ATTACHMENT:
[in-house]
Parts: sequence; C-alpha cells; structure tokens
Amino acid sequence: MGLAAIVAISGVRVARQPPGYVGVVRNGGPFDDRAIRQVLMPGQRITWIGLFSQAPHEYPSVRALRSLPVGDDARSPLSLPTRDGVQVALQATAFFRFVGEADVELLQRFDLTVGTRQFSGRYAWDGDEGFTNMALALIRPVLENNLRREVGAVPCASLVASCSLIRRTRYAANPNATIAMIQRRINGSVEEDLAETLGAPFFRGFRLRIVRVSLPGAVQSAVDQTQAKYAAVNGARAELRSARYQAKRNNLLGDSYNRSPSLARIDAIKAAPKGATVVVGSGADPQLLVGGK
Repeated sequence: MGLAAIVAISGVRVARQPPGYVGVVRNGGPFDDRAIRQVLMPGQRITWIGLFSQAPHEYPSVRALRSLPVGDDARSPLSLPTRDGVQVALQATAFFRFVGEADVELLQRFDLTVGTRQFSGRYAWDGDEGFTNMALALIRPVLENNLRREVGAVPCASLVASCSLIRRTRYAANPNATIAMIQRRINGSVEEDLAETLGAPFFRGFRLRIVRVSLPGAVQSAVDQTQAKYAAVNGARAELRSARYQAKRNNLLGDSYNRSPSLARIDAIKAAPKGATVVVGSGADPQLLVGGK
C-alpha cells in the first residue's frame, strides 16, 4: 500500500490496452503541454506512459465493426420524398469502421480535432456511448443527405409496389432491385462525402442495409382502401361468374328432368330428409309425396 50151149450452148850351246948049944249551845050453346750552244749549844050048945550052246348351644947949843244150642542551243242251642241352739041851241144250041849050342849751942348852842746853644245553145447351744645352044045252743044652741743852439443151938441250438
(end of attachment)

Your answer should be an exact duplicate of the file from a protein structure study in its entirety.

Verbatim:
[in-house]
Parts: sequence; C-alpha cells; structure tokens
Amino acid sequence: MGLAAIVAISGVRVARQPPGYVGVVRNGGPFDDRAIRQVLMPGQRITWIGLFSQAPHEYPSVRALRSLPVGDDARSPLSLPTRDGVQVALQATAFFRFVGEADVELLQRFDLTVGTRQFSGRYAWDGDEGFTNMALALIRPVLENNLRREVGAVPCASLVASCSLIRRTRYAANPNATIAMIQRRINGSVEEDLAETLGAPFFRGFRLRIVRVSLPGAVQSAVDQTQAKYAAVNGARAELRSARYQAKRNNLLGDSYNRSPSLARIDAIKAAPKGATVVVGSGADPQLLVGGK
Repeated sequence: MGLAAIVAISGVRVARQPPGYVGVVRNGGPFDDRAIRQVLMPGQRITWIGLFSQAPHEYPSVRALRSLPVGDDARSPLSLPTRDGVQVALQATAFFRFVGEADVELLQRFDLTVGTRQFSGRYAWDGDEGFTNMALALIRPVLENNLRREVGAVPCASLVASCSLIRRTRYAANPNATIAMIQRRINGSVEEDLAETLGAPFFRGFRLRIVRVSLPGAVQSAVDQTQAKYAAVNGARAELRSARYQAKRNNLLGDSYNRSPSLARIDAIKAAPKGATVVVGSGADPQLLVGGK
C-alpha cells in the first residue's frame, strides 16, 4: 500500500490496452503541454506512459465493426420524398469502421480535432456511448443527405409496389432491385462525402442495409382502401361468374328432368330428409309425396 50151149450452148850351246948049944249551845050453346750552244749549844050048945550052246348351644947949843244150642542551243242251642241352739041851241144250041849050342849751942348852842746853644245553145447351744645352044045252743044652741743852439443151938441250438